Bethune-Cookman University Receives Federal Grant to Outfit Robotics Lab
September 16, 2008
Today, Bethune-Cookman University (B-CU) announced that is has been awarded a $223,000 grant by the National Science Foundation (NSF) to purchase robotics equipment for the institution's Robotics and Embedded Systems Research Laboratory (RESRL). The grant was awarded through NSF's Major Research Instrumentation program which helps colleges and universities purchase scientific equipment needed to conduct research and enhance student learning.
The funding will be used to purchase four sets of Pioneer 3-AT mobile robot systems and 10 AmigoBot mobile robots. Both types of robots are manufactured by MobileRobots Inc., a leading provider of intelligent mobile bases and autonomous navigation systems. The Pioneer 3-AT systems and AmigoBot are used for academic and research applications by institutions including Stanford University, the SRI Artificial Intelligence Center, and many Defense Department research grantees.
At B-CU, the mobile robots will be used in faculty and student research that focuses on developing new ways to program networked robotic equipment to adapt and perform in partially known, changing or unpredictable environments. B-CU researchers will apply innovative approaches that go beyond the fairly simple scenarios commonly involved in this field of research. The results of this research will have immediate real-world applications in industry for factory-floor automation, large scale sensor networks for environmental sampling, and search and information acquisition in hazardous environments.
In addition, the B-CU computer science & engineering department will use the networked robot systems for course study and research in the areas of sensor networks, microcontroller and wireless communication. Students from the environmental science and biology programs will have access to the equipment for study and research in the areas of environmental sampling. An estimated 40 engineering students, 47 computer science students and 35 environmental science and biology students will be involved in research that uses the mobile robot systems. The equipment will also be available to summer science programs at B-CU to help motivate young learners to pursue college studies in science, technology and math.
Overseeing the grant award and robotics research are three B-CU faculty: Dr. Morrison Obeng, department chair, computer science & engineering; Dr. Jing Wang, assistant professor of computer science & engineering; and, Dr. Xiaohe Wu, assistant professor of computer science & engineering. Recent publications by these faculty members include:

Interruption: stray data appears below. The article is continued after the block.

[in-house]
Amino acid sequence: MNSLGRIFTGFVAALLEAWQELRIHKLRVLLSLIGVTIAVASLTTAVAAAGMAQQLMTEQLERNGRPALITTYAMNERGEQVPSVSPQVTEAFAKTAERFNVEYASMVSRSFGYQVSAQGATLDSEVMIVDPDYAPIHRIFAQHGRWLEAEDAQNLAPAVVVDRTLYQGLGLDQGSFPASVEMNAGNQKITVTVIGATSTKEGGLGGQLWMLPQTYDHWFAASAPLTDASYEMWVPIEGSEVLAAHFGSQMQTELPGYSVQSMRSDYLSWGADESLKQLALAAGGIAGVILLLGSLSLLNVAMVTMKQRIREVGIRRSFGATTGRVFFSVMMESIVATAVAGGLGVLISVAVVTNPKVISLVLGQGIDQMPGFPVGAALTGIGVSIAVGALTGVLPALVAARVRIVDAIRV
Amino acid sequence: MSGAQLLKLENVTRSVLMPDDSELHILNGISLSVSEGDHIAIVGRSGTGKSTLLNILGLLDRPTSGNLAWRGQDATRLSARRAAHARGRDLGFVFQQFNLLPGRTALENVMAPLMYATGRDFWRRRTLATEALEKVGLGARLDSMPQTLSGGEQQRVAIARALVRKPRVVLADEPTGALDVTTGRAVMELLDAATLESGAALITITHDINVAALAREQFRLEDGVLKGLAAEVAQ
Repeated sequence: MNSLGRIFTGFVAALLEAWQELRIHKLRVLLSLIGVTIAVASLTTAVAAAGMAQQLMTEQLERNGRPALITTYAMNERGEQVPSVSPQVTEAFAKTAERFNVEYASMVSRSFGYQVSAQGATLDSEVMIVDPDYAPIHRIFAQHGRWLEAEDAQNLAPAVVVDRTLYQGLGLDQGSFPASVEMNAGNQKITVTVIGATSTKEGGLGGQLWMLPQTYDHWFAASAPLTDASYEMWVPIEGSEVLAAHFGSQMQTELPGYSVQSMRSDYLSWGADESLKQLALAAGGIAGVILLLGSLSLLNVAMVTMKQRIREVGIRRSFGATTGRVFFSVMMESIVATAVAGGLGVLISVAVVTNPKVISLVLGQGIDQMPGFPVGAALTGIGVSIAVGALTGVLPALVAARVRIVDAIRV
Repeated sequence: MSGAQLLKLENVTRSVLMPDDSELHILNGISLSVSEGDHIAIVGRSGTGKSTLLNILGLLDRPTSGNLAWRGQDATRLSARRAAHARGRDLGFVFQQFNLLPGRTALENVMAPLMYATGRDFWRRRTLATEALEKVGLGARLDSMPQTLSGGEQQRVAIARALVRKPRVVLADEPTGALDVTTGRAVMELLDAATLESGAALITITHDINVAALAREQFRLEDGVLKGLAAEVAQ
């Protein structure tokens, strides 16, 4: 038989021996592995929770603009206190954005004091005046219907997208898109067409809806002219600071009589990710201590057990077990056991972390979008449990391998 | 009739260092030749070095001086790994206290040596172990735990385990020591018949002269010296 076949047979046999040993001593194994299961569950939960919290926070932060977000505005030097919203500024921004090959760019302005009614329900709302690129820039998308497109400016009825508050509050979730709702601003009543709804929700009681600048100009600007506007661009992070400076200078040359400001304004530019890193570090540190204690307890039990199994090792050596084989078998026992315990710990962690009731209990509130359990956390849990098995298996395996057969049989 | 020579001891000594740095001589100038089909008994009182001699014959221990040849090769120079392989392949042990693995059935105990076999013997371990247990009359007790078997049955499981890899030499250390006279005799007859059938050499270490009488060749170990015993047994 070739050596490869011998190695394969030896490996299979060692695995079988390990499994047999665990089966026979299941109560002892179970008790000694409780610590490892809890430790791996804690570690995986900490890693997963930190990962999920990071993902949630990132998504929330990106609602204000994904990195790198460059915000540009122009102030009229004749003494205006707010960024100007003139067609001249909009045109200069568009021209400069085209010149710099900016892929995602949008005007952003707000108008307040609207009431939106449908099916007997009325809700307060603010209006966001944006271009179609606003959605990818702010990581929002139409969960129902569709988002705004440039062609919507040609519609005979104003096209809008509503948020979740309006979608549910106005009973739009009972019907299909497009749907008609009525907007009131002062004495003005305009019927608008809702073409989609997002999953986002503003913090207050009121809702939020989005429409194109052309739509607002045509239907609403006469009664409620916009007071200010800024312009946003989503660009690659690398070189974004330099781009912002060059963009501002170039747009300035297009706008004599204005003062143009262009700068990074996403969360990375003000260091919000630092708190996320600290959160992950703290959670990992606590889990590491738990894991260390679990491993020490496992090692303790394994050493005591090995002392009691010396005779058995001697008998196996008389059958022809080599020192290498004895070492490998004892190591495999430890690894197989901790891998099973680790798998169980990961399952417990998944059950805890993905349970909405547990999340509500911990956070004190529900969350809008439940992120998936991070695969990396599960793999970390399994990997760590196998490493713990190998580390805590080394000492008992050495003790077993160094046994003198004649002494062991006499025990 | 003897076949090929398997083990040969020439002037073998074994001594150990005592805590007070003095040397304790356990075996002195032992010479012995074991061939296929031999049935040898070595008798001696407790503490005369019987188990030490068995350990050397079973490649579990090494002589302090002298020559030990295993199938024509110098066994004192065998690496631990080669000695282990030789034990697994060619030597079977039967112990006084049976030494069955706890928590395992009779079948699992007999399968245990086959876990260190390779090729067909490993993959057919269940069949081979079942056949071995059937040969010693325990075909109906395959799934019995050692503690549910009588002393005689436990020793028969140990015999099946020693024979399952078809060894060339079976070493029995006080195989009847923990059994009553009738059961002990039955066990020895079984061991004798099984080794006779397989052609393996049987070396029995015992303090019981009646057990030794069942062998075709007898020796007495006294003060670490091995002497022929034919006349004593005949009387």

- J. Wang, M. Obeng and X. Wu, "Adaptive NN stabilization of uncertain nonholonomic mechanical systems," accepted by the 2nd International Symposium on Systems and Control in Aerospace and Astronautics, 10-12 December, 2008, Shenzhen, China.
- J. Wang and M. Obeng, "A distributed recursive cooperative control systems for networked nonlinear systems with limited communications", to be submitted to the IASTED International Conference on Intelligent Systems and Control (ISC 2008), Orlando, November 16 - 18, 2008.
- X. Wu, M. Obeng, J. Wang and T. Yang, "Comparison Study of Three Types of Temperature Sensors Suitable for Embedded System Applications", 2008 International Conference on High Performance Computing, Networking and Communication Systems (HPCNCS-08), Orlando, Florida, USA, July 2008.
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About Bethune Cookman University:
Founded in 1904 by Dr. Mary McLeod Bethune, Bethune-Cookman University (B-CU) today sustains her legacy of faith, scholarship and service through its relationship with the United Methodist Church and its commitment to academic excellence and civic engagement. B-CU offers 38 degrees on its main campus and online college. Located in Daytona Beach, B-CU is one of three private, historically black colleges in the state of Florida. The institution boasts a diverse and international faculty and student body of nearly 4,000. For more information, visit www.cookman.edu.